Blessed by the Gods of Wind

At LG Air Solution, wind is our specialty. We are masters of wind! Wind has long been one of the most influential factors on the geography of our planet and our lifestyles. So much so that, since the beginning of human civilization, people from around the world have dedicated deities to explain the effects of wind on their cultures and environments. From the Roman Empire to Native Americans, the Aztecs to ancient Chinese, gods of wind have been a long been a part of the human experience. Join us as we explore some of the most prominent wind deities in history.

Ancient Greece and Rome

The Greek god of the North wind, Boreas, depicted on a vase

The Greeks and Romans personified the four winds according to their cardinal direction and applied names and roles to each. These gods were referred to as the Anemoi in ancient Greek and Venti in Latin. Boreas, or Septentrio in Latin, was believed to be the god of the North Wind and was depicted as a bearded old man associated with winter and cold winds from the north. The South Wind was represented by Notos, or Auster, who was thought to bring hot summer winds, storms and scorching heat that damaged crops. Eurus, or Subsolanus, was the god of the East Wind and considered unlucky while bringing rain and heat from the east. Finally, the West Wind was represented by Zephyr, Favonius, who was thought to have lived in a cave and was associated with spring and the blooming of foliage.


Ninurta, one of Enlil’s sons, depicted chasing Anzu, a monster who has stolen something sacred from Enlil

The ancient Mesopotamians believed in a central wind god that was also the highest god in the pantheon of the Sumerians. Enlil (Ellil) was considered the god of the atmosphere and his name itself meant ‘Lord Wind’. This wind deity was extremely powerful in the Sumerian mythology and all facets of wind from gentle breezes to mighty hurricanes were attributed to his force. Enlil was not only believed to control the winds, but also be responsible for the fertilization in agriculture, ripening of crops and stagnancy during winter.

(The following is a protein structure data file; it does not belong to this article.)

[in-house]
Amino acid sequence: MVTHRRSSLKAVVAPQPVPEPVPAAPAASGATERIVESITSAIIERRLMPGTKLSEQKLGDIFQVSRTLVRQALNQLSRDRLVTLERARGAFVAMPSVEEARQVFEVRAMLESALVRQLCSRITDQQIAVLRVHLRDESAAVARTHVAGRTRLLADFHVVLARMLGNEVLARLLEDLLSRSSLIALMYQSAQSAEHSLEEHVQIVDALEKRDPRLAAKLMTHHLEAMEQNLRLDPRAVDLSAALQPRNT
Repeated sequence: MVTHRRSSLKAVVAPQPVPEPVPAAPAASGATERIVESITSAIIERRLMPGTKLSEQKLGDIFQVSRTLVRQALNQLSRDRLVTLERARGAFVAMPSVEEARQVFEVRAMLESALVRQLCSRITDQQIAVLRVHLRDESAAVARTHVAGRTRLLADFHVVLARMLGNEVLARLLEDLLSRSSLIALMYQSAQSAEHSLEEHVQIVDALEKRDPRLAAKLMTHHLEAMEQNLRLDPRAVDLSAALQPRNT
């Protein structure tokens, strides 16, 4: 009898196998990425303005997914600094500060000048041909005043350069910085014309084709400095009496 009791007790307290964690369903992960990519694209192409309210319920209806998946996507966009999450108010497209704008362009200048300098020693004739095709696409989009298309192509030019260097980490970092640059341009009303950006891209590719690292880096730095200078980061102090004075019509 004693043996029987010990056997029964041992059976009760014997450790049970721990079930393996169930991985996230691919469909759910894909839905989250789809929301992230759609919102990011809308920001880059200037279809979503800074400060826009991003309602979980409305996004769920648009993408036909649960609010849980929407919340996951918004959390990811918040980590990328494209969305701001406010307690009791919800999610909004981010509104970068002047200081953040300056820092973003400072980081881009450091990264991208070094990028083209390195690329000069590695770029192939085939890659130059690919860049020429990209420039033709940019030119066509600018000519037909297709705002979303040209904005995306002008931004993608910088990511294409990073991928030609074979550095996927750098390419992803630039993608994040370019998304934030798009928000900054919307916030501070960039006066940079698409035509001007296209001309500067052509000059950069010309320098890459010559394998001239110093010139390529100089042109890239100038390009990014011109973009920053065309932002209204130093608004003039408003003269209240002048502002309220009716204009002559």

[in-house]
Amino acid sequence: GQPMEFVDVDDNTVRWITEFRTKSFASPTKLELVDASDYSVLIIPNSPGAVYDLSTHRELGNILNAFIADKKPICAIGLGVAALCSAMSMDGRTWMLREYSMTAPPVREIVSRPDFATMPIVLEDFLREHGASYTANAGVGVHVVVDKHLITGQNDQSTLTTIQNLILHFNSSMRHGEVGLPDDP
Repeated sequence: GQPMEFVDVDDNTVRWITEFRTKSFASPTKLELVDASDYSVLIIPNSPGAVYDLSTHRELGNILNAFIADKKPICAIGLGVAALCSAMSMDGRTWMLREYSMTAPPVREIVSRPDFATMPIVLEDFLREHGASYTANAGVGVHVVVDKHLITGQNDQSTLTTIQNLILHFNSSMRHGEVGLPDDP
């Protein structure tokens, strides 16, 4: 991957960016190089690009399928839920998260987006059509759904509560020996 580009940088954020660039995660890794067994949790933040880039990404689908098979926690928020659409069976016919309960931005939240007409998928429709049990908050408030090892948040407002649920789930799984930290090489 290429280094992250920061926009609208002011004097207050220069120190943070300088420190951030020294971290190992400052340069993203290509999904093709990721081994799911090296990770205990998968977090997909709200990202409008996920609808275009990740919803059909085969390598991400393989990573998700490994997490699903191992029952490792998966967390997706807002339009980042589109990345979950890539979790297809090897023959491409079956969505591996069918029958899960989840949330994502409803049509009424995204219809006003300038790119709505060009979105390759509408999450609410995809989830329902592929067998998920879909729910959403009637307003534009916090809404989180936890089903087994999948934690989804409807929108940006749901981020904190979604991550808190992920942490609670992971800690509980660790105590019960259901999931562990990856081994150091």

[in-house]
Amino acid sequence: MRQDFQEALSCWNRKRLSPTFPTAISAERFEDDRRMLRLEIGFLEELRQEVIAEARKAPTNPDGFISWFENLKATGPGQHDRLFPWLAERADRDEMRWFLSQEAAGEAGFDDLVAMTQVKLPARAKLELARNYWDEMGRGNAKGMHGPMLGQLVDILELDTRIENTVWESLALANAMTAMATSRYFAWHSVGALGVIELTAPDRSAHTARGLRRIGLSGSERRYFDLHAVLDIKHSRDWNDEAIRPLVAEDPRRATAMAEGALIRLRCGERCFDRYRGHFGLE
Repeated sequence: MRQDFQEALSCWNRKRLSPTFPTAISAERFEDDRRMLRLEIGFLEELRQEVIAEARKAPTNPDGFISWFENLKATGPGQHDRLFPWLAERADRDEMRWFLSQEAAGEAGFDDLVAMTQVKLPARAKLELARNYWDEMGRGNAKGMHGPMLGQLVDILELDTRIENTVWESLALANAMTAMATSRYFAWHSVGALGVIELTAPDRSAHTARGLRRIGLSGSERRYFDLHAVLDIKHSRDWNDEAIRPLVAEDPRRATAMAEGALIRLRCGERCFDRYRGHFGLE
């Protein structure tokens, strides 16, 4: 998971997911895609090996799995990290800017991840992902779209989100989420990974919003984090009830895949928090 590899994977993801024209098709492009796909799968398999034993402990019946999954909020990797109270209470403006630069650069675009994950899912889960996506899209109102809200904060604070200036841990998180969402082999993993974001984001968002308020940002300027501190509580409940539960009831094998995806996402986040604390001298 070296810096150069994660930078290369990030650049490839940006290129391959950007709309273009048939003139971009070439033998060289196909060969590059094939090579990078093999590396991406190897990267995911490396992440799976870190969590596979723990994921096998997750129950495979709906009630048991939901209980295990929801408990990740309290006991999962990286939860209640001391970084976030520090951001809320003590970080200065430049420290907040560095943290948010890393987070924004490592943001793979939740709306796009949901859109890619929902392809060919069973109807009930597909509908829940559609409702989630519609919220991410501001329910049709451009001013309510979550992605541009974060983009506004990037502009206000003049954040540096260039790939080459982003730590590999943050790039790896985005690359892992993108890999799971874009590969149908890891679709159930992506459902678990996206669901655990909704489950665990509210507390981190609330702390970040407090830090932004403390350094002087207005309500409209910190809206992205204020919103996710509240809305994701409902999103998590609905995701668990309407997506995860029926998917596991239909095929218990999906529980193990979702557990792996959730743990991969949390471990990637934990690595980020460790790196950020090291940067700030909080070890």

North America

While there are many diverse cultures and mythologies among the indigenous peoples of North America, a story of the wind god from the Iroquois Confederation (Haudenosaunee) has remained a legend to this day. Gaoh was considered the master of winds that were too powerful for Earth, so he summoned 4 creatures from earth to help him rule the earthly winds.

Each of the Iroquois wind gods were believed to be chosen personally by Gaoh

Gaoh opened a door in each cardinal direction to summon the creatures of Earth to help him contain the winds. He chained an animal from each direction to keep them in his servitude. Yaogah was a bear from the north chosen for bringing in cold wind, snow and ice. The strong winds from the west were allocated to Dajoji the panther. Oyandone the moose was given dominion over the rain and mist from the east. Finally, the fawn Neoga brought in warmth, fragrance, peace and joy from the south.


One of the round temples built by the Aztecs to honor Ethecatl

The Aztec people believed in a god of air and wind to whom they dedicated many round pyramids. This god is prominent throughout the Aztec mythology and was present in different forms from the beginning. Ethecatl was personified by a great feathered serpent and his name itself means ‘wind’ in the Nahuatl language used by the Aztecs. He was believed to have helped create humanity and the maguey plant (agave), which was an invaluable resource to the people of the time and is still in use today in parts of Mexico. Ethecatl was also regarded as a patron of merchants and associated with spider monkeys due to their great speed and agility.


Feng Popo shown riding a tiger with her bag containing the winds

The ancient Chinese believed in a Mistress of the Winds that was responsible for containing or releasing the winds from the sky. Feng Popo was also known as Madame Wind and was believed to ride on a tiger through the clouds. The earlier god of the wind, Feng Bo, was either replaced or had his body taken over by Feng Popo. Madame Wind carried the winds in a bag over her shoulder that she would release when they became too heavy to bear or she was in a foul mood. Depicted as an older woman, she was thought to also possess the wisdom with her age.

We hope you found this exploration of wind in civilizations that came before us as interesting as we did. While there are many fascinating wind deities in ancient cultures of the past, LG Air Solution is taking wind into the future. With our innovative solutions and comprehensive services, our goal is to become the lore of HVAC for years to come.

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